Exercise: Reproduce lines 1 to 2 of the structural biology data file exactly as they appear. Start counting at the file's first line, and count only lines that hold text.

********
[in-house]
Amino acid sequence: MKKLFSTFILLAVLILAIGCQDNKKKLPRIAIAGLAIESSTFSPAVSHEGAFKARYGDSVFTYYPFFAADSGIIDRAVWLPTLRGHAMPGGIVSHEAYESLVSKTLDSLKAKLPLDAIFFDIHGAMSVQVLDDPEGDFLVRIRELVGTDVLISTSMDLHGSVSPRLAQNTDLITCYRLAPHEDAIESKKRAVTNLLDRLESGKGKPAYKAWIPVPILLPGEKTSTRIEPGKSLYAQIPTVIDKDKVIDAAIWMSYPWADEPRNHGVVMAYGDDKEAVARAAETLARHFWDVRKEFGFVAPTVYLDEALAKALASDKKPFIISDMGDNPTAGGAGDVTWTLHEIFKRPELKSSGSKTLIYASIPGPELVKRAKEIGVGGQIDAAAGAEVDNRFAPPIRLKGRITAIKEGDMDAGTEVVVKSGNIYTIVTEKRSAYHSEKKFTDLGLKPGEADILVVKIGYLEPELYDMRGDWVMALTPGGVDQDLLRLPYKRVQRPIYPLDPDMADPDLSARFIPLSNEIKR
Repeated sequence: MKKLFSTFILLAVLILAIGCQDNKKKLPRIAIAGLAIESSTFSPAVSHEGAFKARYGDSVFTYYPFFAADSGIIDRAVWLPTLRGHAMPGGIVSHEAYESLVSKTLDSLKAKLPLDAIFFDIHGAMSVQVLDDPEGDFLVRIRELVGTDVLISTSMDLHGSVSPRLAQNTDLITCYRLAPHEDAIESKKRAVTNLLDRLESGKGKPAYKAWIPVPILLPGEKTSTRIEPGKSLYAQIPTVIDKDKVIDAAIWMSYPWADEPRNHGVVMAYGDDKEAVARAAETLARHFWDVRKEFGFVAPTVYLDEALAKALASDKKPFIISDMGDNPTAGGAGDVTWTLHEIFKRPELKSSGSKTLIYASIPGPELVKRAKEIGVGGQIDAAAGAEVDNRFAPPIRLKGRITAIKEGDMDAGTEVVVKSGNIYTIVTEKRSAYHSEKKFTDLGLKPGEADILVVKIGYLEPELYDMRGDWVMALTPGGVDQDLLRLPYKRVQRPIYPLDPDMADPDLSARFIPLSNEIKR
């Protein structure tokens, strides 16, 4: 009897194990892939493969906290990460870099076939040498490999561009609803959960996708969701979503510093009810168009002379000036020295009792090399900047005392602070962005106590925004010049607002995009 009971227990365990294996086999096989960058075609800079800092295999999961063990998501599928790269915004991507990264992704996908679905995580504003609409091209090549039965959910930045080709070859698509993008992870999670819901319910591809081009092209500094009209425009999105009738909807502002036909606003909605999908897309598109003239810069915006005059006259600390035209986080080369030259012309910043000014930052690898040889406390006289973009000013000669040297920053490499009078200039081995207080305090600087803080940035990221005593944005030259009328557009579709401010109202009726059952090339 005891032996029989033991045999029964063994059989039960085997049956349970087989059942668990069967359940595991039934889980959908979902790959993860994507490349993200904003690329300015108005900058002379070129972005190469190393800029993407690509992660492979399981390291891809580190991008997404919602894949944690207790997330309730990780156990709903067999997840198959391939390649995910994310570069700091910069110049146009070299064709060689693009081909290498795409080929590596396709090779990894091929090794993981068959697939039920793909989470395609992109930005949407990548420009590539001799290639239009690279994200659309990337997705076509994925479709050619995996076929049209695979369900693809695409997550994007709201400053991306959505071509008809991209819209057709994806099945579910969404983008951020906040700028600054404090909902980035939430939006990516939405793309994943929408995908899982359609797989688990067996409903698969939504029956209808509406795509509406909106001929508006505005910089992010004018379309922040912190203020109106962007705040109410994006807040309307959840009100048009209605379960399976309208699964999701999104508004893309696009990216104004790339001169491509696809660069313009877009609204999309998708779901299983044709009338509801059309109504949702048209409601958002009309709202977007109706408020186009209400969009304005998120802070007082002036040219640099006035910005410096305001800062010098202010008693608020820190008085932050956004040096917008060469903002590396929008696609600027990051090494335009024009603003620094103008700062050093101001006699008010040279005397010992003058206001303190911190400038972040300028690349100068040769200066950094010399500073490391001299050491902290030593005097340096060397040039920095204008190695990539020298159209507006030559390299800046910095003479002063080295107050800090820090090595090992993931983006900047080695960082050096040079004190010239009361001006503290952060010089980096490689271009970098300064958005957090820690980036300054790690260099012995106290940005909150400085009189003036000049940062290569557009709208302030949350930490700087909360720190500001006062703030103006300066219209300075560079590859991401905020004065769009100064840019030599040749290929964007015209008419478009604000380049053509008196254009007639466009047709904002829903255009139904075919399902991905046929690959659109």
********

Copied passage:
[in-house]
Amino acid sequence: MKKLFSTFILLAVLILAIGCQDNKKKLPRIAIAGLAIESSTFSPAVSHEGAFKARYGDSVFTYYPFFAADSGIIDRAVWLPTLRGHAMPGGIVSHEAYESLVSKTLDSLKAKLPLDAIFFDIHGAMSVQVLDDPEGDFLVRIRELVGTDVLISTSMDLHGSVSPRLAQNTDLITCYRLAPHEDAIESKKRAVTNLLDRLESGKGKPAYKAWIPVPILLPGEKTSTRIEPGKSLYAQIPTVIDKDKVIDAAIWMSYPWADEPRNHGVVMAYGDDKEAVARAAETLARHFWDVRKEFGFVAPTVYLDEALAKALASDKKPFIISDMGDNPTAGGAGDVTWTLHEIFKRPELKSSGSKTLIYASIPGPELVKRAKEIGVGGQIDAAAGAEVDNRFAPPIRLKGRITAIKEGDMDAGTEVVVKSGNIYTIVTEKRSAYHSEKKFTDLGLKPGEADILVVKIGYLEPELYDMRGDWVMALTPGGVDQDLLRLPYKRVQRPIYPLDPDMADPDLSARFIPLSNEIKR